As a result, the minjung movement “challenged both the church and society to deal with the problems of socio-economic and political injustice.” This, in turn, “brought democracy to Korea in the late 1980s, and certainly played a ‘prophetic’ role in Korean history.”5
Twenty-first Century Innovative Models
Toward the latter part of the last century, and since the beginning of the twenty-first century, there has been a rediscovery of mission as holistic in nature, centred on the mandate to love God and our neighbour (Matthew 22:34-40). Melba Maggay, founder and president of ISACC (the Institute for Studies in Asian Church and Culture), argues with biblical undergirding that loving God and loving our neighbour (those who are needy, poor, and marginalised) is a single act. She believes that “ultimately, it is the love of God and neighbour that will make any work endure”6 in this century of massive global social needs.
Two women from Asia have been engaging in such enduring work.
Lalita Edwards and Romanna. Lalita Edwards: Medical Doctor; Founder/director of Santvana (meaning “comforter”) Children’s Home for HIV/AIDS Infected/affected Children in Pune, India
According to one article, “Dr. Edwards is no stranger to the red light district of Pune, India. For years, she has regularly journeyed inside—where few dare go—to offer free medical help and advice to women who have been forced or coerced into the sex trade.”
Her heart goes out to the children of these women. In 2005, she started running Santvana Children’s Home, which took in HIV-positive children who were often abandoned and/or orphaned by AIDS, as well as malnourished street kids, commonly the victims of human trafficking and child labour.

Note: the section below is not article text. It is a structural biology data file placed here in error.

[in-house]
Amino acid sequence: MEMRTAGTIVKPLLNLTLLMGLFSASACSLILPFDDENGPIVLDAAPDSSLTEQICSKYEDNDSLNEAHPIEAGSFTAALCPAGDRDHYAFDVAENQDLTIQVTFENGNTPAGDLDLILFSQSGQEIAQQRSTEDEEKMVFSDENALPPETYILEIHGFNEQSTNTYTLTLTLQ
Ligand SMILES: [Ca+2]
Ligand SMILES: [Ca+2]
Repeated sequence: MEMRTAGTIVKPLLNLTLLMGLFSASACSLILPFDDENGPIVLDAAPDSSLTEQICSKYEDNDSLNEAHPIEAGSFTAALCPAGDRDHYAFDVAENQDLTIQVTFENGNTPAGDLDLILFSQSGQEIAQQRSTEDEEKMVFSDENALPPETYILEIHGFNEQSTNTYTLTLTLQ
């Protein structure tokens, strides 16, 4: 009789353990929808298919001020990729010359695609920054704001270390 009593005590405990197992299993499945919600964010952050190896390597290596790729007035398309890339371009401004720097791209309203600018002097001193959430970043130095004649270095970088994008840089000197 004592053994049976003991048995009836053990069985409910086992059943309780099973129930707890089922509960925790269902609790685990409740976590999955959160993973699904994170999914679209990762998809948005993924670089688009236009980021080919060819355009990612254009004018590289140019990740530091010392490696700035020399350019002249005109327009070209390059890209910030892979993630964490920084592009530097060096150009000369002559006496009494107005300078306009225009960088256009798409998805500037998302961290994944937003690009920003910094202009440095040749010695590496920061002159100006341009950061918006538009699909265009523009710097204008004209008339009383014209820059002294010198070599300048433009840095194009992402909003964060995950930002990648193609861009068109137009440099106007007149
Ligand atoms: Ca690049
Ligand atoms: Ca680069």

Still, many of the children of commercial sex workers stay with their mothers. When Edwards realised how vulnerable the children are between the hours of 5 and 9:30 p.m., she set up a crèche, offering to take care of them with the help of qualified staff. This would protect them from their high-risk environment, even if just for a few hours.
Edwards believes that Bible-based values rooted in faith in Christ are key to HIV/AIDS prevention. According to one source, she has played a vital role in challenging churches to address issues of sex and sexuality and AIDS awareness. For more on Edwards’ work, go to http://vimeo.com/22070232.
Romanna: Dentist; Forest Conservationist in East Asia
What has dentistry got to do with forest conservation?
Participants of the CWME (World Council of Churches Commission on World Mission and Evangelism) Working Group on Mission and Spirituality met in March 2010 and made this observation: “In our days, there is a quest for a holistic understanding of mission relevant to the contemporary ecological crisis. God calls us into mission in order to bring healing to creation.”7
It was this understanding and calling that led Romanna to use her dental skills to help protect the much depleted rain forest of East Asia from logging.
In the NGO which Romanna co-founded, the objective is twofold: to promote health care of poor villagers and to preserve their natural resources—their precious forest. When patients come to her for dental treatment, they are educated on the importance of preserving their trees. However, they need the incentive to act on this as they rely on the income from logging to feed their families.